Jaybird X2 vs. X3 Bluetooth Earbuds: 4 Key Differences

George Tinari

One of the most popular Bluetooth headphones on the market, especially for athletes, the Jaybird X2 earbuds have a sequel. The aptly named Jaybird X3 earbuds are brand new and deliver some impressive new features. In fact, many pundits are calling one of its best features the price. While Jaybird X2 debuted a couple of years ago at $179.95, the more advanced Jaybird X3 are just $129.95.  (That said, the X2 buds are now on sale for around $80.)

Photo: Jaybird Sport
The Jaybird X3 currently come in blackout (black/gray) or sparta (white/gold.) | Photo: Jaybird Sport

Still, when all you really need out of a product is sound, it’s sometimes hard to tell what could have improved over the previous generation. Make no mistake though that the Jaybird X3 wireless earbuds are a significant step forward from the X2. Here are four key differences between the two models.

Here’s the best deal on the awesome Jaybird X3 on Amazon. You can also check out the cool deal on the Jaybird X2 sports headphones.

Jaybird X3 is ‘Hat-Proof’

Photo: Jaybird Sport
Photo: Jaybird Sport

The Jaybird X3 wireless headphones have been redesigned and repackaged in a smaller shell than before. Notably, they don’t stick out of the ear as much. This means they are much more comfortable for people who wear hats or earmuffs. They won’t fall out of your ear or poke the hat anymore. The feature is especially important for winter athletes, snowboarders, ice skaters and the like.

The X2 by comparison still do have a small bump that sticks out of the ear. Customers had previously complained about this, so the new X3 should make a significant difference.

MySound App

Photo: Jaybird Sport
Photo: Jaybird Sport

Jaybird has a remarkable new app called MySound that lets you customize the EQ and sound profile of your X3 earbuds. Either use the default profile, create your own, or choose from a variety of presets to get unique feels from each of them. Jaybird even has athletes like Jesse Thomas and Lauren Fleshman on board having picked his own preference.

The best part about the MySound app though is once you choose your favorite sound profile, it stays with your earbuds, not with the device you’re using. So if you pick a sound profile on your iPhone and switch your earbuds over to get sound from your Mac, it’ll keep that same sound profile and not revert back if you’re on a new device. You can also save multiple presets and switch between them at any time.

The MySound app is only compatible with the Jaybird X3 and Jaybird Freedom headphones. It’s free for iOS and Android.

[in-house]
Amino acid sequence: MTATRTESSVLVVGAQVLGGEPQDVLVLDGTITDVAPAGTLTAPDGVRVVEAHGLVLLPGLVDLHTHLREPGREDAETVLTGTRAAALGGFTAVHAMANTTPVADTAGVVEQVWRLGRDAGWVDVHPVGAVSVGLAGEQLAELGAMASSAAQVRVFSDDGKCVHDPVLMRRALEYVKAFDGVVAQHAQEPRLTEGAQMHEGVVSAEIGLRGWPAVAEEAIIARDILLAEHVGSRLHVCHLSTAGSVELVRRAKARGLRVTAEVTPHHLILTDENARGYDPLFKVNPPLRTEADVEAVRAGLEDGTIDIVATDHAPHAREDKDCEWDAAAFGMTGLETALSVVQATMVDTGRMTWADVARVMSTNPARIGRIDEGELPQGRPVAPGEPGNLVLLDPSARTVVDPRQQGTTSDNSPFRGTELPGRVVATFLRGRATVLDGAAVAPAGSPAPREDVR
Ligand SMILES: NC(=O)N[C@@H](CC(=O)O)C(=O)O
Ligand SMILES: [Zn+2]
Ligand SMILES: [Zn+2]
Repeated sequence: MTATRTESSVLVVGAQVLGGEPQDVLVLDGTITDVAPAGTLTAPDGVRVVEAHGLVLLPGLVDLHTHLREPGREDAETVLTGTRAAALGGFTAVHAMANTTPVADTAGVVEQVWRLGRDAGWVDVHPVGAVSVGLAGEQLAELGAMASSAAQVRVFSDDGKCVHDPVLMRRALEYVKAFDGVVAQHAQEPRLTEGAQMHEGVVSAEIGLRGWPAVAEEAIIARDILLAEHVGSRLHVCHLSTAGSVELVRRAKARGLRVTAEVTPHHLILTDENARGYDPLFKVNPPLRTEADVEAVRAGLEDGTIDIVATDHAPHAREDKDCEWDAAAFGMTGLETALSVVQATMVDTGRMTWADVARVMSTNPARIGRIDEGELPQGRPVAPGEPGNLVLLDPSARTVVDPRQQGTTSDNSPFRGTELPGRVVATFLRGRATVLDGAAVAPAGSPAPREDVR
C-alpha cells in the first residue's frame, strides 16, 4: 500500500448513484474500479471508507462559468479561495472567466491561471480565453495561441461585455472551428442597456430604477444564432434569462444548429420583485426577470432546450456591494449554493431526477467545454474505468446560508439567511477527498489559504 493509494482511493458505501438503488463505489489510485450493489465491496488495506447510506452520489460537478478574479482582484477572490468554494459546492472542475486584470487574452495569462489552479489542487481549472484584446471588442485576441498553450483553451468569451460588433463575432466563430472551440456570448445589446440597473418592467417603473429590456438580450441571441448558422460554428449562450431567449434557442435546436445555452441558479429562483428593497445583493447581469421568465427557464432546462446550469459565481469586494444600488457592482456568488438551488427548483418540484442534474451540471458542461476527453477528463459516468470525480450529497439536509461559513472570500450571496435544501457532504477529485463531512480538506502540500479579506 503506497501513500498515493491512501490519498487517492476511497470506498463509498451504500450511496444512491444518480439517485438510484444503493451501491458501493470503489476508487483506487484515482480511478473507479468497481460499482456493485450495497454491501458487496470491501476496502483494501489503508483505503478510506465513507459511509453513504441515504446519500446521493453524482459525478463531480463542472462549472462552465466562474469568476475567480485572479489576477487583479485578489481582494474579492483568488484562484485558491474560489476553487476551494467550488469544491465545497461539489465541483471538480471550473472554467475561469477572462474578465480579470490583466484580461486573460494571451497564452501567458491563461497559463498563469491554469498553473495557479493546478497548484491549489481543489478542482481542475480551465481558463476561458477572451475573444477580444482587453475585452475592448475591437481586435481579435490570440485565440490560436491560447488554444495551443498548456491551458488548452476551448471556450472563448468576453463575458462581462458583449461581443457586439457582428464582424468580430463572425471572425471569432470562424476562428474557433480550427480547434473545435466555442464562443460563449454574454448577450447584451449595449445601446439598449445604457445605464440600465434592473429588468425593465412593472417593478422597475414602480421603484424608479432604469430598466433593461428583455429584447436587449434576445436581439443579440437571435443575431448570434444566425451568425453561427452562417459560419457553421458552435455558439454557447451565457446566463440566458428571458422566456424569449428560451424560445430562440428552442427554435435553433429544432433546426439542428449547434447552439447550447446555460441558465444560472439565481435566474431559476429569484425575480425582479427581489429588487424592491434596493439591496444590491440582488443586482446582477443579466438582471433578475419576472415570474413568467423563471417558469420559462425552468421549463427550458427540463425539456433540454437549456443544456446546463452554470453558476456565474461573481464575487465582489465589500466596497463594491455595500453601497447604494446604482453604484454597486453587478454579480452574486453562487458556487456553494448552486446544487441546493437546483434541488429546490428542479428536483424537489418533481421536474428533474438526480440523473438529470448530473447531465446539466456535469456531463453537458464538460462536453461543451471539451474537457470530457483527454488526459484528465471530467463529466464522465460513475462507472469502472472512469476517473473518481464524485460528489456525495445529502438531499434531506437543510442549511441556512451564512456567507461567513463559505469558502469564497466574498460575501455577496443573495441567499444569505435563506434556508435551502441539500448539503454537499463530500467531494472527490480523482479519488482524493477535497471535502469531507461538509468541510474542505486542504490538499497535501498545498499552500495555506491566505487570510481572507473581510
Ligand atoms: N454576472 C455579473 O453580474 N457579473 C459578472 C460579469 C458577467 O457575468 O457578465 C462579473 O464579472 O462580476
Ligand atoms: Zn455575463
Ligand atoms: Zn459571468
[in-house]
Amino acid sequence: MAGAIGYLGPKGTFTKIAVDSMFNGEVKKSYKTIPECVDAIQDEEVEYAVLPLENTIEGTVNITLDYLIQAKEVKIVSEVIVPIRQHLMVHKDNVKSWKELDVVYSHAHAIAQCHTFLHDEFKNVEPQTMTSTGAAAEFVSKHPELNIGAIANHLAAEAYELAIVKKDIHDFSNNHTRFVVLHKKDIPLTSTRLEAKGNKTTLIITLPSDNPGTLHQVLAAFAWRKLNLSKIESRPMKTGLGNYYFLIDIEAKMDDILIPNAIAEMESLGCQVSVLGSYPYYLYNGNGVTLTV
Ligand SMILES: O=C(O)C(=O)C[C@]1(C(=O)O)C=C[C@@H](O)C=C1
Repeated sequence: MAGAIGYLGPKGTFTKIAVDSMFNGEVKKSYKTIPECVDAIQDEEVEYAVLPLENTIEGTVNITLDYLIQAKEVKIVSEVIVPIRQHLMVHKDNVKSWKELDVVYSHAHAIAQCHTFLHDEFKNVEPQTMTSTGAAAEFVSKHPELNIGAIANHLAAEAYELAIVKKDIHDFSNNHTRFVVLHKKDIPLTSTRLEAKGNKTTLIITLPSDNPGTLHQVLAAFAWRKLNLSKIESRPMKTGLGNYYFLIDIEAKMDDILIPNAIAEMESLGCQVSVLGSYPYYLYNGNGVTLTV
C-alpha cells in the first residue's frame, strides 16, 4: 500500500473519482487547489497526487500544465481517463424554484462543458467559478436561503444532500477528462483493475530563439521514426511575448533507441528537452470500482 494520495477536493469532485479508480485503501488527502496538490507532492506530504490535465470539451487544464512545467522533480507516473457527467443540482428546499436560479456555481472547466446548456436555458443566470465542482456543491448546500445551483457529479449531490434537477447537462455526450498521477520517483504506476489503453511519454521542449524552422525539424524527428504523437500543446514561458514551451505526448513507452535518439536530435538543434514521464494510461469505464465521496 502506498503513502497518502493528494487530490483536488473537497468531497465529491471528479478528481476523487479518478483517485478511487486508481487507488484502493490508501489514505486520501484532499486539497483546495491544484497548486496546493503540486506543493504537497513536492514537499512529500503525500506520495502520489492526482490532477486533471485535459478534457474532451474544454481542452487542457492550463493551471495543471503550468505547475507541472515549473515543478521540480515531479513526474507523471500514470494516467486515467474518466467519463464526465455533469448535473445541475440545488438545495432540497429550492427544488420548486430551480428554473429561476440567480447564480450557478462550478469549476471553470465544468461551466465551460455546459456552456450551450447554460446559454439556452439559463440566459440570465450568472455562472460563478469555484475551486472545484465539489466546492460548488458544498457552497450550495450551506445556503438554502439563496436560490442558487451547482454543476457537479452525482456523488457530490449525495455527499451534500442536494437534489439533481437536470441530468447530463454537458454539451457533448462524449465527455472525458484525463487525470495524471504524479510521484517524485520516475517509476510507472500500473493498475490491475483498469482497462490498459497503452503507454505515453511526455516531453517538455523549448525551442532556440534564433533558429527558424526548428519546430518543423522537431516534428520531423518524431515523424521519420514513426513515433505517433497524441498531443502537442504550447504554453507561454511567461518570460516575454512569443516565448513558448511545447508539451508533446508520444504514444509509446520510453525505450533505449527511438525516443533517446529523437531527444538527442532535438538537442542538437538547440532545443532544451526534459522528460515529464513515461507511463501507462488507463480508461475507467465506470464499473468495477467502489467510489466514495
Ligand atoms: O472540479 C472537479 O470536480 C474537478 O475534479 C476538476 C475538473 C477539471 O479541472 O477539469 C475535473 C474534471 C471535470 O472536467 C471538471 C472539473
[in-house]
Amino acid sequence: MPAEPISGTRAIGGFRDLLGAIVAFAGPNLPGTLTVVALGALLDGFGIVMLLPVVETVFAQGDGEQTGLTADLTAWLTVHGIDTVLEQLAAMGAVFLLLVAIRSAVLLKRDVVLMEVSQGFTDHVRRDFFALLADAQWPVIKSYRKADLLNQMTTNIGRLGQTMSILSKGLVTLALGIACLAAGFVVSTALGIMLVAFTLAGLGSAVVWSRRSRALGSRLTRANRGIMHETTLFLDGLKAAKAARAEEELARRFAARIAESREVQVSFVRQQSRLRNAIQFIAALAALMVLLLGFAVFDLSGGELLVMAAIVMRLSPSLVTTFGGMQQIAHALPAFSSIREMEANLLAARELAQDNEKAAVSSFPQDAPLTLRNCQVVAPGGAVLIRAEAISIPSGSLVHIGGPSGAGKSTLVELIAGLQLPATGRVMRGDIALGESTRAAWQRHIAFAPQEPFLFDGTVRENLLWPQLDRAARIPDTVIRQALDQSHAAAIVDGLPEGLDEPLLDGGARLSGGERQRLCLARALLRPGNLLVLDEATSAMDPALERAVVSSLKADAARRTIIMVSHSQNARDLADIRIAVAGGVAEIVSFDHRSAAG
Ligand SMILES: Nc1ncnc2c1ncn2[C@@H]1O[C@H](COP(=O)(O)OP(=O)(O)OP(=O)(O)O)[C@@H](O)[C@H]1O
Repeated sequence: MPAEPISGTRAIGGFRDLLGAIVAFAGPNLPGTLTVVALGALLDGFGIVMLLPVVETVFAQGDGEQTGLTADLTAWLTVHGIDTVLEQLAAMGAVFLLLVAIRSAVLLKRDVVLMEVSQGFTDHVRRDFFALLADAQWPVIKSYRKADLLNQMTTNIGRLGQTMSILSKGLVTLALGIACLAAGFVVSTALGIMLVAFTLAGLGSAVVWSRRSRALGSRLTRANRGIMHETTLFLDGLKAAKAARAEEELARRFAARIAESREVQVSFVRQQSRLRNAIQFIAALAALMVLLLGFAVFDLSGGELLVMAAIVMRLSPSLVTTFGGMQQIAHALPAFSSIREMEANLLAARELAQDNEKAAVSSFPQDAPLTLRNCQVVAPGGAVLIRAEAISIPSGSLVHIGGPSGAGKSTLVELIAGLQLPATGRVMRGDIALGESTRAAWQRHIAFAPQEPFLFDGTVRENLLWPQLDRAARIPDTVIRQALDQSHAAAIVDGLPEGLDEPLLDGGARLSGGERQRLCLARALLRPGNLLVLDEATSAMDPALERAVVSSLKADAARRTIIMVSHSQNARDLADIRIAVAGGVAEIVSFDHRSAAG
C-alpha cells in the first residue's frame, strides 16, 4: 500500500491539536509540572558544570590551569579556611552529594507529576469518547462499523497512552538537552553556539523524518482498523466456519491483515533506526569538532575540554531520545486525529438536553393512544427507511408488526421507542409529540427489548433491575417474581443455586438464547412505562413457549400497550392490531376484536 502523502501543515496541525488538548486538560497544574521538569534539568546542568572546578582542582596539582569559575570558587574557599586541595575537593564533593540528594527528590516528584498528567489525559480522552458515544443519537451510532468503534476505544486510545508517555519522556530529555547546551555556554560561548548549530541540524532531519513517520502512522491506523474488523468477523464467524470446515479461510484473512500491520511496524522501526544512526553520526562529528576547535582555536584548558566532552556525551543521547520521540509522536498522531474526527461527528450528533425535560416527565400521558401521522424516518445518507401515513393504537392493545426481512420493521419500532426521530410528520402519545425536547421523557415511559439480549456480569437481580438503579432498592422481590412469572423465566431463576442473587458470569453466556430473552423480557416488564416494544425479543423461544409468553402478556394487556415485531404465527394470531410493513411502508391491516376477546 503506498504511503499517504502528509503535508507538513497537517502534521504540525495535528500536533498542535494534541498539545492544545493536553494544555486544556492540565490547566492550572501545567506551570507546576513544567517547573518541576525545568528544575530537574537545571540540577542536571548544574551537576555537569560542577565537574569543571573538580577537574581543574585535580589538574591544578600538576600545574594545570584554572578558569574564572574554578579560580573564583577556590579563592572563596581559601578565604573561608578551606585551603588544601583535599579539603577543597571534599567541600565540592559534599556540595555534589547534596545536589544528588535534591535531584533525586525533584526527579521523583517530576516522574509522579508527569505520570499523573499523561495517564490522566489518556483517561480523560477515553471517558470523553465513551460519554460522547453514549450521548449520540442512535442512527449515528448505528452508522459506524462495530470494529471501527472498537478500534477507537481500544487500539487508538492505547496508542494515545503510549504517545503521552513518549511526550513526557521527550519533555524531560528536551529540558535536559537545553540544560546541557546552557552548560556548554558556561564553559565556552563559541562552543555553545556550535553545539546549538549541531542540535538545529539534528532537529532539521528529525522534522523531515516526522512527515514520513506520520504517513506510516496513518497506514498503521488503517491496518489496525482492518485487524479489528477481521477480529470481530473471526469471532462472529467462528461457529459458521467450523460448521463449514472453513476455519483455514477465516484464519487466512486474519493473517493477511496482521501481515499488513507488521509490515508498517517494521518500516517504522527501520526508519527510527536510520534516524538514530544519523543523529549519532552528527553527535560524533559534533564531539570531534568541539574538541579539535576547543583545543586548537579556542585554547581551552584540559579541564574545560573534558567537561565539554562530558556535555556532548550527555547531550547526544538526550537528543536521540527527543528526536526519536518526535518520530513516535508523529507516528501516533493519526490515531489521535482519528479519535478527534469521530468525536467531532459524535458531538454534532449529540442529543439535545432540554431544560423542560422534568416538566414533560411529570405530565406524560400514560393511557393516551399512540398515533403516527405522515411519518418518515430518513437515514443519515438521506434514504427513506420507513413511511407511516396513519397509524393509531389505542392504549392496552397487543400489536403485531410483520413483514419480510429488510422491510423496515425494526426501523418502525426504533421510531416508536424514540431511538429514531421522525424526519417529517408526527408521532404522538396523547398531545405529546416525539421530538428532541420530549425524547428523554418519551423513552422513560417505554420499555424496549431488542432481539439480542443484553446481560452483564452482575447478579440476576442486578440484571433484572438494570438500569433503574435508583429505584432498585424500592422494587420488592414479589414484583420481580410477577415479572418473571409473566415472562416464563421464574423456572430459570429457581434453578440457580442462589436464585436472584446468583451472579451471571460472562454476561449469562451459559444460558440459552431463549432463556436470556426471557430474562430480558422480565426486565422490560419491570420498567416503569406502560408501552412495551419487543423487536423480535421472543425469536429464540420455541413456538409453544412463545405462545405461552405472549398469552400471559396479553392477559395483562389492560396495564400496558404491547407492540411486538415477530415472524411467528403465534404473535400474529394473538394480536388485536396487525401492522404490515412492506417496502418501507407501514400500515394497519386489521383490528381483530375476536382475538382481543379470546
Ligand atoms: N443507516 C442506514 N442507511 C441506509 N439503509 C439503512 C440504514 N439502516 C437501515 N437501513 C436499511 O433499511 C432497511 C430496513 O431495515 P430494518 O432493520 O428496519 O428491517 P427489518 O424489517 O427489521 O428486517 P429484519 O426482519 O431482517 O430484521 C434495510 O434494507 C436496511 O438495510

Bluetooth 4.1

Photo: Shutterstock
Photo: Shutterstock

Bluetooth 4.1 offers tremendous advantages in the Jaybird X3. The X2 only supported Bluetooth 2.1, a large step back. Bluetooth 4.1 is first and foremost more battery-efficient thanks to Bluetooth low energy.

It also offers more practical features. It allows you to pair your Jaybird X3 to two devices at once without having to unpair. You can stream music from your laptop and simultaneously hear the phone ring from your iPhone. Plus, my favorite feature of Bluetooth 4 and on is the ability to see the device’s charge on iPhone and Android. On iOS, for instance, you can see the battery indicator in the status bar as well as in iOS 10 widgets. It’s much easier than just hoping and praying your Jaybird X2 aren’t close to dying.

Proprietary Charging Port

The inflexibility of a proprietary charging port is something to think about if you’re a frequent traveler.

While we’re comparing reasons to buy the Jaybird X3 over the Jaybird X2, it’s worth pointing out an important downside. While Jaybird X2 charged conveniently with a standard micro-USB cable, the X3 charges with a proprietary charging port. It does use a micro-USB cable, but you need to attach the included clip for compatibility. If you lose that clip, you’re out of luck charging your X3 headphones. It’s also one extra piece you need to bring when you travel anywhere.

It’s not a huge gripe compared to the rest of the great features, but the inflexibility of a proprietary charging port is something to think about if you’re a frequent traveler.

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George Tinari

Written By

George Tinari

George Tinari has written about technology for over seven years: guides, how-tos, news, reviews and more. He's usually sitting in front of his laptop, eating, listening to music or singing along loudly to said music. You can also follow him on Twitter @gtinari if you need more complaints and sarcasm in your timeline.